You may consolidate your student loans into a single direct consolidation loan to take advantage of PSLF. However, only payments you make on the new Direct Consolidation Loan will count toward the 120-month payment requirement for Public Service Loan Forgiveness. Even if they were made under a qualifying repayment plan, they do not count as qualifying Public Service Loan Forgiveness payments.

What is considered On-Time, Full, Scheduled, Monthly Payments?

On-time payments are those that are received for your consolidated student loans no later than 15 days after the scheduled payment due date.

Full payments are payments on your consolidated student loan in an amount that equals or exceeds the amount you are required to pay each month under your repayment schedule. If you make a payment for a month that is less than what you are required to pay for that month, that month’s payment will not count as one of the required 120 monthly payments. If you make multiple, partial payments in a month and the total of those partial payments equals or exceeds the required full monthly payment amount, those payments will count as only one qualifying payment.

Scheduled payments are those that are made under a qualifying repayment plan after your servicer has billed you for the month’s payment. They do not include payments made while your loans are in an in-school or grace period status, or in a deferment or forbearance period.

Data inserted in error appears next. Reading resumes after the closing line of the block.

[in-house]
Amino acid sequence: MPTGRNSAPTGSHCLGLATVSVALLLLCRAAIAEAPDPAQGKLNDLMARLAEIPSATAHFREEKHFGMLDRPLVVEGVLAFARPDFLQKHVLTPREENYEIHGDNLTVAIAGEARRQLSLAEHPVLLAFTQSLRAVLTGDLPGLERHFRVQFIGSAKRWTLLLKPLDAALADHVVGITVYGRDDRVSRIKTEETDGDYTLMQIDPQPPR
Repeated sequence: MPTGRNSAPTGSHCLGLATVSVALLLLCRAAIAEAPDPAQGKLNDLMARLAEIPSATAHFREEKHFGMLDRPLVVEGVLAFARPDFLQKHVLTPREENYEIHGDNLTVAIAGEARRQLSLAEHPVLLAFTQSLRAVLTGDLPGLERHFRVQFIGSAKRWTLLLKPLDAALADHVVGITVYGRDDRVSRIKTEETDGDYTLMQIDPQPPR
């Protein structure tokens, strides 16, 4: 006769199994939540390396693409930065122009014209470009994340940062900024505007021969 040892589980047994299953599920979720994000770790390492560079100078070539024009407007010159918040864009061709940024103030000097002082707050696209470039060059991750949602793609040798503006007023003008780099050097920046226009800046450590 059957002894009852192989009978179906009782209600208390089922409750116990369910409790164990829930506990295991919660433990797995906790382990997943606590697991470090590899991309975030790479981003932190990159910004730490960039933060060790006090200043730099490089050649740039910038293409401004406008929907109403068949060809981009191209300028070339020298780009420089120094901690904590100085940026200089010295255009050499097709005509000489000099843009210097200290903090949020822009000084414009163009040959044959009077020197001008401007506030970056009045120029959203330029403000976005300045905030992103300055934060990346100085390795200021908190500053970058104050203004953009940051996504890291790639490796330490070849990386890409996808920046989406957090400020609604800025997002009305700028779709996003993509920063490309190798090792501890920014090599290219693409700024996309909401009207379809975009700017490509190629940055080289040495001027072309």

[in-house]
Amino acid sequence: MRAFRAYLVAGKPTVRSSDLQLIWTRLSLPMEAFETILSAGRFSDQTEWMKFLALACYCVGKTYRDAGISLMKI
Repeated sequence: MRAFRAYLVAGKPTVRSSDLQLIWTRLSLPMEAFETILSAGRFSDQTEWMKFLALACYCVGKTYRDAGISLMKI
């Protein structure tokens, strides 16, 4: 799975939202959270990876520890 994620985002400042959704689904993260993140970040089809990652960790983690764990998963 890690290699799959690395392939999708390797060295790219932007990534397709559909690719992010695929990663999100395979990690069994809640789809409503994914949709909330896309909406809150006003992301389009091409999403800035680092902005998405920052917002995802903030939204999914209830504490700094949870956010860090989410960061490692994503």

You must make separate monthly payments. Lump sum payments or payments you make as advance payments for future months are not qualifying payments. There are special rules on lump sum payments for borrowers whose public service employment is with AmeriCorps or the Peace Corps.

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What is A Qualifying Repayment Plan?

To maximize your PSLF benefit, you should repay your loans on the Income-Based Repayment (IBR) Plan or the Income-Contingent Repayment (ICR) Plan, which are two of the repayment plans that qualify for PSLF.

Other Public Service Loan Forgiveness qualifying repayment plans are the 10-year Standard Repayment Plan or any other repayment plan where your monthly payment amount equals or exceeds what you would pay under a 10-year Standard Repayment Plan.